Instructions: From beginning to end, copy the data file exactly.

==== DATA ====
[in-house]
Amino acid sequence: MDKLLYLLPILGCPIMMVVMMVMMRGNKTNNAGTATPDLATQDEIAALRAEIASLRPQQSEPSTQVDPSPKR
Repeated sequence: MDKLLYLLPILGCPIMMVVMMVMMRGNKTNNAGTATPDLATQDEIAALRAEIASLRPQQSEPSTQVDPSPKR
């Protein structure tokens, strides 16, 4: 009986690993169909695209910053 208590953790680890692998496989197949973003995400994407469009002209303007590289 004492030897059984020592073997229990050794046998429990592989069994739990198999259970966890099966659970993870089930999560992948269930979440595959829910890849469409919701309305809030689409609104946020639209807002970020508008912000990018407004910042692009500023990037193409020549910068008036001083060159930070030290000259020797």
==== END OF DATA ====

[in-house]
Amino acid sequence: MDKLLYLLPILGCPIMMVVMMVMMRGNKTNNAGTATPDLATQDEIAALRAEIASLRPQQSEPSTQVDPSPKR
Repeated sequence: MDKLLYLLPILGCPIMMVVMMVMMRGNKTNNAGTATPDLATQDEIAALRAEIASLRPQQSEPSTQVDPSPKR
């Protein structure tokens, strides 16, 4: 009986690993169909695209910053 208590953790680890692998496989197949973003995400994407469009002209303007590289 004492030897059984020592073997229990050794046998429990592989069994739990198999259970966890099966659970993870089930999560992948269930979440595959829910890849469409919701309305809030689409609104946020639209807002970020508008912000990018407004910042692009500023990037193409020549910068008036001083060159930070030290000259020797």